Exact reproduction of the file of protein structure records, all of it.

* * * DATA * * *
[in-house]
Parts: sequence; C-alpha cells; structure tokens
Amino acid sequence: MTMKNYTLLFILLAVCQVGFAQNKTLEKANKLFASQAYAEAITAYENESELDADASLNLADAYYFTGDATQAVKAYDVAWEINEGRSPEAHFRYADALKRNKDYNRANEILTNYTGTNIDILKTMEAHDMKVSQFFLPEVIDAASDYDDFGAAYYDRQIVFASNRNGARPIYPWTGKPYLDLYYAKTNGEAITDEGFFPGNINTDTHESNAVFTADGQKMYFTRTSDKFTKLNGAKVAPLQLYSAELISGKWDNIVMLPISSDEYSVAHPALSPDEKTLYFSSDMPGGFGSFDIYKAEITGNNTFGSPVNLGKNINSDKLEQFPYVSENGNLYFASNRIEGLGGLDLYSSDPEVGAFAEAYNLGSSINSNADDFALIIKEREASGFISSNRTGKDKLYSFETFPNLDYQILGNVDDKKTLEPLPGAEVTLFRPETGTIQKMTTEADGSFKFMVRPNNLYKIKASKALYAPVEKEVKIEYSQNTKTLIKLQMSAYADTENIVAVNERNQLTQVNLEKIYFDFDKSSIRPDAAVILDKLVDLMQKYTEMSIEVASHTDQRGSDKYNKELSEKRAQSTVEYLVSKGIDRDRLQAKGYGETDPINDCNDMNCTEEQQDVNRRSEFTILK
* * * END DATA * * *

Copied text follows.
[in-house]
Parts: sequence; C-alpha cells; structure tokens
Amino acid sequence: MTMKNYTLLFILLAVCQVGFAQNKTLEKANKLFASQAYAEAITAYENESELDADASLNLADAYYFTGDATQAVKAYDVAWEINEGRSPEAHFRYADALKRNKDYNRANEILTNYTGTNIDILKTMEAHDMKVSQFFLPEVIDAASDYDDFGAAYYDRQIVFASNRNGARPIYPWTGKPYLDLYYAKTNGEAITDEGFFPGNINTDTHESNAVFTADGQKMYFTRTSDKFTKLNGAKVAPLQLYSAELISGKWDNIVMLPISSDEYSVAHPALSPDEKTLYFSSDMPGGFGSFDIYKAEITGNNTFGSPVNLGKNINSDKLEQFPYVSENGNLYFASNRIEGLGGLDLYSSDPEVGAFAEAYNLGSSINSNADDFALIIKEREASGFISSNRTGKDKLYSFETFPNLDYQILGNVDDKKTLEPLPGAEVTLFRPETGTIQKMTTEADGSFKFMVRPNNLYKIKASKALYAPVEKEVKIEYSQNTKTLIKLQMSAYADTENIVAVNERNQLTQVNLEKIYFDFDKSSIRPDAAVILDKLVDLMQKYTEMSIEVASHTDQRGSDKYNKELSEKRAQSTVEYLVSKGIDRDRLQAKGYGETDPINDCNDMNCTEEQQDVNRRSEFTILK